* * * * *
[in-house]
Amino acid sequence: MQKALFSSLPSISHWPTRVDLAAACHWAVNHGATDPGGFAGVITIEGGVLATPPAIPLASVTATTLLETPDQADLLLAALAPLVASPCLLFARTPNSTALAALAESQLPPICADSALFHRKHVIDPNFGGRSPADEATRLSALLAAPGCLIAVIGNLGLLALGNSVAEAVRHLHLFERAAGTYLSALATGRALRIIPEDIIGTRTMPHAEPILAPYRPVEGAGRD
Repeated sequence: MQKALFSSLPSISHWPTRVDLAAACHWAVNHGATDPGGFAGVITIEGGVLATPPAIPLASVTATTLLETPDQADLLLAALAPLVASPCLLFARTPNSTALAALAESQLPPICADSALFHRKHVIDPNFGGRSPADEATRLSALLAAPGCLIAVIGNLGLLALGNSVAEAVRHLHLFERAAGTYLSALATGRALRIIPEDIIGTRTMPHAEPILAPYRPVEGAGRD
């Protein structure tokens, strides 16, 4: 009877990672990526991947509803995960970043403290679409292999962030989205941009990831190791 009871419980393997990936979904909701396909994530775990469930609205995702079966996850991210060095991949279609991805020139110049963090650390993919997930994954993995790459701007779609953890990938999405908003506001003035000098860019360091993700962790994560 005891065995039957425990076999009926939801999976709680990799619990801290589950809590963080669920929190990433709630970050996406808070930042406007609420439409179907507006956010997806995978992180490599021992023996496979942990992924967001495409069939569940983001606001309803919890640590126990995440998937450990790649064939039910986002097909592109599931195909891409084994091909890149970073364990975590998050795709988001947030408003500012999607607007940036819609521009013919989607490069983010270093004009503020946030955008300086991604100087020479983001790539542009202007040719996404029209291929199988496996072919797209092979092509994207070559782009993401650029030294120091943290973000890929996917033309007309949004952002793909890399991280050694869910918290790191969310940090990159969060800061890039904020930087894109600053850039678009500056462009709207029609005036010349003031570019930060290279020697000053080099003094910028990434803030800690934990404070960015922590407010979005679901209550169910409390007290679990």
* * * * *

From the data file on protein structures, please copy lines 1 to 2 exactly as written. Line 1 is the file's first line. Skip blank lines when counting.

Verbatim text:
[in-house]
Amino acid sequence: MQKALFSSLPSISHWPTRVDLAAACHWAVNHGATDPGGFAGVITIEGGVLATPPAIPLASVTATTLLETPDQADLLLAALAPLVASPCLLFARTPNSTALAALAESQLPPICADSALFHRKHVIDPNFGGRSPADEATRLSALLAAPGCLIAVIGNLGLLALGNSVAEAVRHLHLFERAAGTYLSALATGRALRIIPEDIIGTRTMPHAEPILAPYRPVEGAGRD